"Hey, Jason," I began the phone interview, "I wanted to know what's going on with your career."
Jason Lane, the former El Molino High and Santa Rosa JC star, responded honestly.
"When you find out," Lane said, "let me know."
Lane finds himself at the intersection of Uncertainty and Anything's Possible. Lane just finished his season with the Sugar Land Skeeters, an independent team near Houston. He was a designated hitter, hitting .270, but Lane is trying to return to the big leagues as a pitcher. He was 9-5 with a 3.17 earned run average, with 77 strikeouts and 18 walks in 110? innings. Those are solid, workmanlike numbers, especially the walks-to-innings ratio, in the Atlantic League, whose talent level Lane rates above Double-A.
But those workmanlike numbers for someone making the transition from hitting to pitching are not the eye-catching statistics Lane would prefer, considering he will turn 36 in December.
"I still feel I got a lot of baseball left in me," said Lane, who spent all or parts of six big-league seasons with the Houston Astros and hit a homer in the 2005 World Series.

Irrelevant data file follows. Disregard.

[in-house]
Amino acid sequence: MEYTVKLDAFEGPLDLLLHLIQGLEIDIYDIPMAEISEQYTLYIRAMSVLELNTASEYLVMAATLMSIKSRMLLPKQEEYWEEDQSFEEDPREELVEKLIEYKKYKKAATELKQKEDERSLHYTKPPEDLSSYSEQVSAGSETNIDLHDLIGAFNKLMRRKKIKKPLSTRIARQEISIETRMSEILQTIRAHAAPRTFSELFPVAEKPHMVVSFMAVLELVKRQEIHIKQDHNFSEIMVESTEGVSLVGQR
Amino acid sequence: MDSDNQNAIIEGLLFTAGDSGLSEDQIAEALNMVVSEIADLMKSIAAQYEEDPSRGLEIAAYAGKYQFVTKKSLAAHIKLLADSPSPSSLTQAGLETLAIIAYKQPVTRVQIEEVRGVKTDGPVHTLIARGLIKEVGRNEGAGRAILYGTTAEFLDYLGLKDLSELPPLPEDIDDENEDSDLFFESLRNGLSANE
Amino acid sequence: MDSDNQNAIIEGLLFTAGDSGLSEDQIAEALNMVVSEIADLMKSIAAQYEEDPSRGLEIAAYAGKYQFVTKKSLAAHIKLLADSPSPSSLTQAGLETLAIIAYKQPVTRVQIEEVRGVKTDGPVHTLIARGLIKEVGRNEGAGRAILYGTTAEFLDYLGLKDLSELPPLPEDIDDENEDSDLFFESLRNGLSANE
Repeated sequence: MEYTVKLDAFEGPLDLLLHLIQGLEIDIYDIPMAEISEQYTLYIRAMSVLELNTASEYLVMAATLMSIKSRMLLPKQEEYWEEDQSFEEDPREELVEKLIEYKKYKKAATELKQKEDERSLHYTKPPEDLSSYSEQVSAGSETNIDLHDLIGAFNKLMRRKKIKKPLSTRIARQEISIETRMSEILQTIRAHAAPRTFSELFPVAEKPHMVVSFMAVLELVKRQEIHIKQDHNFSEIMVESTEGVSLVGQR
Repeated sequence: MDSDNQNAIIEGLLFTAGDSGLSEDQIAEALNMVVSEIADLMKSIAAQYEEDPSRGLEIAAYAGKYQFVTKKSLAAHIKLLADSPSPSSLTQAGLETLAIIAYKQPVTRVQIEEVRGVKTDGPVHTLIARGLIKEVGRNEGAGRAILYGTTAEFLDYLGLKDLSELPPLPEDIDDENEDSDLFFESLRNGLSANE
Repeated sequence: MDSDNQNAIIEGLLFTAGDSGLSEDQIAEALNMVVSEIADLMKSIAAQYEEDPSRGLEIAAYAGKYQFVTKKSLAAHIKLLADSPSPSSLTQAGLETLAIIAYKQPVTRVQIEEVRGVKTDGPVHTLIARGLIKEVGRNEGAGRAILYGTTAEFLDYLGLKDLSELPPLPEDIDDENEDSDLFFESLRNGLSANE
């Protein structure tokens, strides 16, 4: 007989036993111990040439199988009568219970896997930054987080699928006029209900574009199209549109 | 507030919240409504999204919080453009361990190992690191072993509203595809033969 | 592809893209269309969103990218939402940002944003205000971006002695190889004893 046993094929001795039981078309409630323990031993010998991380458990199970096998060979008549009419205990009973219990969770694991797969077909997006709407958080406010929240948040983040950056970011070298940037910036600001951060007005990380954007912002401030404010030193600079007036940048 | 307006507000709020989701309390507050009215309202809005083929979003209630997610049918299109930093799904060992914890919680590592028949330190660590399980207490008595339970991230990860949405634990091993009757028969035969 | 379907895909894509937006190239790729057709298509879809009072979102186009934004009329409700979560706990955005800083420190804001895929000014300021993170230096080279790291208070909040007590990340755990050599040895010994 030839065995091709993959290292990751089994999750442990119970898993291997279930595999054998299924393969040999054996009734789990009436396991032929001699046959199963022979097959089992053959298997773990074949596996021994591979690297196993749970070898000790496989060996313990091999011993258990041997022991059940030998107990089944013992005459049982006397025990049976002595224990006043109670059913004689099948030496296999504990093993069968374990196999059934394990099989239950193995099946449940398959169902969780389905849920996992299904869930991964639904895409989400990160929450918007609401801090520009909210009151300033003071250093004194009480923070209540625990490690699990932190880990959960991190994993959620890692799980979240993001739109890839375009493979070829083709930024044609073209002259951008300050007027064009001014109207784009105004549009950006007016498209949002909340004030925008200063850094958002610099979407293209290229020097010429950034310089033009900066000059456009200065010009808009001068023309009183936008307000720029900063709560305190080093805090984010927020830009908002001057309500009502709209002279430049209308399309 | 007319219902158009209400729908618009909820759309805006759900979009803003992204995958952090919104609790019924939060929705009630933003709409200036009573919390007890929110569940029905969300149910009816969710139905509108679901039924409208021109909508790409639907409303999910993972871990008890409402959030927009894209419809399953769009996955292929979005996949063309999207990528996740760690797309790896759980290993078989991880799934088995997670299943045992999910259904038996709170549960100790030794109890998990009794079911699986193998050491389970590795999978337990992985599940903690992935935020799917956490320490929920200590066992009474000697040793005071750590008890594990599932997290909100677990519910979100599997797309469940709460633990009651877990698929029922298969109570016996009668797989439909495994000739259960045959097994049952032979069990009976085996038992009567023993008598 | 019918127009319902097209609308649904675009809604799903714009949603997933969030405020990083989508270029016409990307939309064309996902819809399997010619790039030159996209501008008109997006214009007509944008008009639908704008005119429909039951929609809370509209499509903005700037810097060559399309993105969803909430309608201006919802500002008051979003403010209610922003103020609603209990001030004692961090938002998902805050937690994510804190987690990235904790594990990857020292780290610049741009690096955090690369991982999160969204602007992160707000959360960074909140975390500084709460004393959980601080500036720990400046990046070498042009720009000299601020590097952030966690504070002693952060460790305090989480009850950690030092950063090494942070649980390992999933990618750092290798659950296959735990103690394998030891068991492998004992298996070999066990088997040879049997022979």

Why keep pushing? After all, his last year in the big leagues was 2007. The easy answer: Left-handed relievers are always in demand. Is that it? Is that why he keeps trying?
"I love the game," Lane said. "I love the details."
Lane then gave an example. It was one of those "Wow!" examples.
"An outfielder misses a cutoff man on a single," Lane said, "and the runner doesn't stop at second. He continues to third. With the runner on third, the pitcher has to pitch more carefully. Maybe he pitches too carefully. He takes an extra 30 pitches to get out of the inning. He gets tired. He doesn't go deep into the game. He has to leave in the fifth inning. Relievers enter early. Two, three of them do. The manager has gone sooner to his bullpen than he would like. In fact, he burns the bullpen up to win the game.